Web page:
Mom stays in the picture

cory your description of how you became closer to your partner is beautiful. And the advice is good for a lot of mums out there, but I am so not the kind of mum that takes care of her husbands needs! I am not very domesticated (my husband is,!) quite disorganised, and he loves taking care of my daughter,

I love that idea exexe foreplay begins in the morning ha ha!! Maybe I do need some relaxing pampering time so I don't feel so tired.

anna26anna Mon 08-Oct-12 09:28:17

Hi cloudhands,
I have three children, and I think I have felt how you describe after each child's birth - like mimicmonster said, it does pass, but there are some things you can do to help it along.

Someone recently recommended maca, a Peruvian plant which pretty much has superfood status - it is known to help energy, stamina - and libido. I took it first because the combination of motherhood and working was making me so exhausted, but the increase in libido was a pleasant side-effect smile. It's totally natural, I bought it online but some health-food stores have it too.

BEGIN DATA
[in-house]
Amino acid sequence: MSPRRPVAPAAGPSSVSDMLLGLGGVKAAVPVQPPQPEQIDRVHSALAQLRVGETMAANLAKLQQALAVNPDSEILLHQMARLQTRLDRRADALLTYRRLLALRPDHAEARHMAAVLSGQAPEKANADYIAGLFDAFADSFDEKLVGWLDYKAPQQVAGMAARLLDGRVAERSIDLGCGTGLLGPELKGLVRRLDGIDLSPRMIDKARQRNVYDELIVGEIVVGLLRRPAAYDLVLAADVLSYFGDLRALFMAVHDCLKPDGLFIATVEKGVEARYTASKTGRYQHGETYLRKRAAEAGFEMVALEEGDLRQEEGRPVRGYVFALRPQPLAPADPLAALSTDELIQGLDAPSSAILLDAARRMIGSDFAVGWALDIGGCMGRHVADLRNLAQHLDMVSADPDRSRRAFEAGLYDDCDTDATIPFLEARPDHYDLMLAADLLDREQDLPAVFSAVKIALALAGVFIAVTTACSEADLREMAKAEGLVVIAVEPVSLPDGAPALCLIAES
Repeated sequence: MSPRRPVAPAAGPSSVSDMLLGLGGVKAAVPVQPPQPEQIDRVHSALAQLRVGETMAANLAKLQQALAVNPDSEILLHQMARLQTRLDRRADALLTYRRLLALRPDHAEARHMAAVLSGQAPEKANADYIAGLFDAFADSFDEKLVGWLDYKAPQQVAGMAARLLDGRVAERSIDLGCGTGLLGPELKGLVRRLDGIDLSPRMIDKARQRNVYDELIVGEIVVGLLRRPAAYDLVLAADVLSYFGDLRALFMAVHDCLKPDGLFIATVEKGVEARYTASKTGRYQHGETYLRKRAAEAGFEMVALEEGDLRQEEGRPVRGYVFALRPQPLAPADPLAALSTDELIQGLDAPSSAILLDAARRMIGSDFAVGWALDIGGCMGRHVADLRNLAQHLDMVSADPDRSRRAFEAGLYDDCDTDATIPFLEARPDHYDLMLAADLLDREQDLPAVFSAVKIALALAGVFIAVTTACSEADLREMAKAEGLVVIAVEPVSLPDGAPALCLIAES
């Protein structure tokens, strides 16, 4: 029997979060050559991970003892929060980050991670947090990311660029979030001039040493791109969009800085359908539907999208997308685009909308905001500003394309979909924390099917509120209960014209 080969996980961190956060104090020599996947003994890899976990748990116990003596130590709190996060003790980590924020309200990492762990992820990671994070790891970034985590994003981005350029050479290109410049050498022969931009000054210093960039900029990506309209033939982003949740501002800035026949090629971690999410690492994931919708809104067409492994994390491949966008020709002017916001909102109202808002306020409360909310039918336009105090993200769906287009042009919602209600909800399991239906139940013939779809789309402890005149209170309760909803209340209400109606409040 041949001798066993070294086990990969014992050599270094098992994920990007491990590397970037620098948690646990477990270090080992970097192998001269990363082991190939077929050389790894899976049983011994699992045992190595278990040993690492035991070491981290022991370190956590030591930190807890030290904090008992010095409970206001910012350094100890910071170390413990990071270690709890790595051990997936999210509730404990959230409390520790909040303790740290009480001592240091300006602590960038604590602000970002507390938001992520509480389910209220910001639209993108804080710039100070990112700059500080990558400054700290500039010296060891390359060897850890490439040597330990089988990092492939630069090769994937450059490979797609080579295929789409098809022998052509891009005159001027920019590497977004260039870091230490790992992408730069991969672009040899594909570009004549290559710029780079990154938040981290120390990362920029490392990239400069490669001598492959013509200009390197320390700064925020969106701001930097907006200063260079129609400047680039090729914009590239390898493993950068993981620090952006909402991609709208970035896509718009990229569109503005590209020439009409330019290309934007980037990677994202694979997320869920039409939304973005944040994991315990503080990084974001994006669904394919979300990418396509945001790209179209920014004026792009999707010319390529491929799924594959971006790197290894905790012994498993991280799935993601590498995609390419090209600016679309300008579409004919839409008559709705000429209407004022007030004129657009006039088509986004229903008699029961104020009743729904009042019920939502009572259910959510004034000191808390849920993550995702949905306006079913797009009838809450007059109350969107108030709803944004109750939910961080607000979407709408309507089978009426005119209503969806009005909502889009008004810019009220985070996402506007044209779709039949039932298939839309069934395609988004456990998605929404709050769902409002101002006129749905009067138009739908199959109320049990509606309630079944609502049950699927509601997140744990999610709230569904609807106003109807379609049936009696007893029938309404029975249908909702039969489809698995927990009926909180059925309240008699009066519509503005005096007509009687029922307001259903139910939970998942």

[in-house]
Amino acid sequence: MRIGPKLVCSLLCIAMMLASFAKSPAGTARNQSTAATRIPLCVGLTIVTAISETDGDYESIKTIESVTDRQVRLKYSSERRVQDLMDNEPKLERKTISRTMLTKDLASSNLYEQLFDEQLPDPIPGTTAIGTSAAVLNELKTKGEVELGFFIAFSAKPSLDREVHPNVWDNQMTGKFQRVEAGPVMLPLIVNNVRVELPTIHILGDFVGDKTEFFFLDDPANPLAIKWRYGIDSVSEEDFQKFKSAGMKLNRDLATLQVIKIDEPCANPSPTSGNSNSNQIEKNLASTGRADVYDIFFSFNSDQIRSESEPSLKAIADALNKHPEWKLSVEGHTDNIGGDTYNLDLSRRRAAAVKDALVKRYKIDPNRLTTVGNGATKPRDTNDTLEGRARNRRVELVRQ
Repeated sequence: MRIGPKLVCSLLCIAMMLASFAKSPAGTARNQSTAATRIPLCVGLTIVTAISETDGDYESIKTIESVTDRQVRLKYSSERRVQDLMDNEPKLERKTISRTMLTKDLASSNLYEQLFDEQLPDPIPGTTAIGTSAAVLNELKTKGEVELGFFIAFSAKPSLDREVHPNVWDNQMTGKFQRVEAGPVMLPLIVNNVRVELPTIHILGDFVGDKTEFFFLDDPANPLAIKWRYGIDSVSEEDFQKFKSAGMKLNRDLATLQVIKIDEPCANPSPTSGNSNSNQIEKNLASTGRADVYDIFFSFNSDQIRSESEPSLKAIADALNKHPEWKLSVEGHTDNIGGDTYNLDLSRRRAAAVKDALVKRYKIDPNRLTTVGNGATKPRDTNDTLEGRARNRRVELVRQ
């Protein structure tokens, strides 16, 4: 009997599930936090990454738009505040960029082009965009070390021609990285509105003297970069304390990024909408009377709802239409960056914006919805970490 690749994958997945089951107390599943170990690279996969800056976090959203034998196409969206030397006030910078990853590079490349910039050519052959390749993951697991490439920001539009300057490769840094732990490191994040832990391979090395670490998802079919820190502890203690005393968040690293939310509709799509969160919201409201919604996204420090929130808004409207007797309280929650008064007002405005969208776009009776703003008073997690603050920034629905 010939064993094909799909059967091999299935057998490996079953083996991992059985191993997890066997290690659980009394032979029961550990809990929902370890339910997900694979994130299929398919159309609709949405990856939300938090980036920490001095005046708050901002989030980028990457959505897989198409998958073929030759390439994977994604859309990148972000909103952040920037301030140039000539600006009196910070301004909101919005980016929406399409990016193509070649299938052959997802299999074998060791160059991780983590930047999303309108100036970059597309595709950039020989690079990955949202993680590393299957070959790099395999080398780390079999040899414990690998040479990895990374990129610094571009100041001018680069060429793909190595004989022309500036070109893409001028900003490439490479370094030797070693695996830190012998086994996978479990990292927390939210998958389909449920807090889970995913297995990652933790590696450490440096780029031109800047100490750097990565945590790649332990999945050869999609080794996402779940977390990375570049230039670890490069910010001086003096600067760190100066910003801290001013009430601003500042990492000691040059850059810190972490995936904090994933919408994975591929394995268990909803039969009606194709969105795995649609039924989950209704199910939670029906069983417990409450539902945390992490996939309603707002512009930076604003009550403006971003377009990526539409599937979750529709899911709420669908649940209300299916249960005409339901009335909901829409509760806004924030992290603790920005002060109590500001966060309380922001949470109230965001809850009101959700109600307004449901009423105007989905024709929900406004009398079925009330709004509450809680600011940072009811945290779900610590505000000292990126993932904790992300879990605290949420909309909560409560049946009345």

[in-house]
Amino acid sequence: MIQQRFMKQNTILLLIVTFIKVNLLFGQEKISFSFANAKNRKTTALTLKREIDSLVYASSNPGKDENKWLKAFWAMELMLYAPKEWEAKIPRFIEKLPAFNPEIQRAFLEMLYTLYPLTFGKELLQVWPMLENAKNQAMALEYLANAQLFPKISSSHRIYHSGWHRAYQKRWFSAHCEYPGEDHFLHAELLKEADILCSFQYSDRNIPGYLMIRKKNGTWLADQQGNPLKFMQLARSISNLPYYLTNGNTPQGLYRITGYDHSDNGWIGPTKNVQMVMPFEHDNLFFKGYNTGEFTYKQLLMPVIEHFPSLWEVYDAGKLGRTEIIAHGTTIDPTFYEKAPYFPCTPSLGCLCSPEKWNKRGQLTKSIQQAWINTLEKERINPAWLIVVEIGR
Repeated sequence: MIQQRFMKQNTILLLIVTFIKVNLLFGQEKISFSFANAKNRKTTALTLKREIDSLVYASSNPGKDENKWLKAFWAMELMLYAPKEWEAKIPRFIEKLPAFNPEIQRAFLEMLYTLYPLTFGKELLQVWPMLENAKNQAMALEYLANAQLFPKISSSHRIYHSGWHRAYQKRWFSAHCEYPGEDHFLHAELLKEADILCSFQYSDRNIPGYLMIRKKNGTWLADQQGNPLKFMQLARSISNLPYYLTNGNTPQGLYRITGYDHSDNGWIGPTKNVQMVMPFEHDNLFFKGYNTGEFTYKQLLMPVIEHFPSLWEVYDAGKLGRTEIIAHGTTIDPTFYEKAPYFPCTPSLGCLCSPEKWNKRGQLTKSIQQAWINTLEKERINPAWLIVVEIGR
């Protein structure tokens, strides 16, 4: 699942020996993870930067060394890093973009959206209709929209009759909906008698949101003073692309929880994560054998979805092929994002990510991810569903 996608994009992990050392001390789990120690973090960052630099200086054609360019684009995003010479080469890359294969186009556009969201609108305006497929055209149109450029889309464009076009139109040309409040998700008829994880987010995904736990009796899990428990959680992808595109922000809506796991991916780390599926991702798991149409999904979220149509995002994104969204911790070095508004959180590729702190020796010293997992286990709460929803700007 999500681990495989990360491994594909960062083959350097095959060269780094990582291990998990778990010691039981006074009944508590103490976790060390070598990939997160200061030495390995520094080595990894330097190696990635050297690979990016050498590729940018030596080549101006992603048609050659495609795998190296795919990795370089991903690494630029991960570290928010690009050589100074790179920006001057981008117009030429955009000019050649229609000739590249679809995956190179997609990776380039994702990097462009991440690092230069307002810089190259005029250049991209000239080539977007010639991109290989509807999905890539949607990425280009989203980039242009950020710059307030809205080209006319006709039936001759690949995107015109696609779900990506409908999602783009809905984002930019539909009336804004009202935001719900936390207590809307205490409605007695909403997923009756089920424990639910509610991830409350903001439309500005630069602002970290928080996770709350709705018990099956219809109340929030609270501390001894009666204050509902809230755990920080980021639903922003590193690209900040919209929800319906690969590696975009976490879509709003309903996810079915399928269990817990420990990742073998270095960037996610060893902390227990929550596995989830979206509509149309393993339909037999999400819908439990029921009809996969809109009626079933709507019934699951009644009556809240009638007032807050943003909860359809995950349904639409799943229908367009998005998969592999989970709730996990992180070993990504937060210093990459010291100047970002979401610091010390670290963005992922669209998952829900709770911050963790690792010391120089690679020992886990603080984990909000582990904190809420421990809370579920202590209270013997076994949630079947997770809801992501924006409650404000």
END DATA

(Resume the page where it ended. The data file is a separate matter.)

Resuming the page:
cloudhands Mon 08-Oct-12 13:22:11

thanks anna, i have some maca in my cupboard actually!! How much do you take? I have had it a while, so I hope it's not passed it best before.

oh and mimic monster, can I just go to the doctor and ask to get my hormones checked?

anna26anna Thu 11-Oct-12 07:31:47

Just saw this, sorry for delay. You can take a teaspoon a day, or a capsule, depending on which you have - and I'm pretty sure you can up the dose, but maybe google to check. The people at the site I recommended above told me better to take it morning or during the day, rather than at night. Hope it does some good smile

Join the discussion

Registering is free, easy, and means you can join in the discussion, watch threads, get discounts, win prizes and lots more.

Register now »

Already registered? Log in with: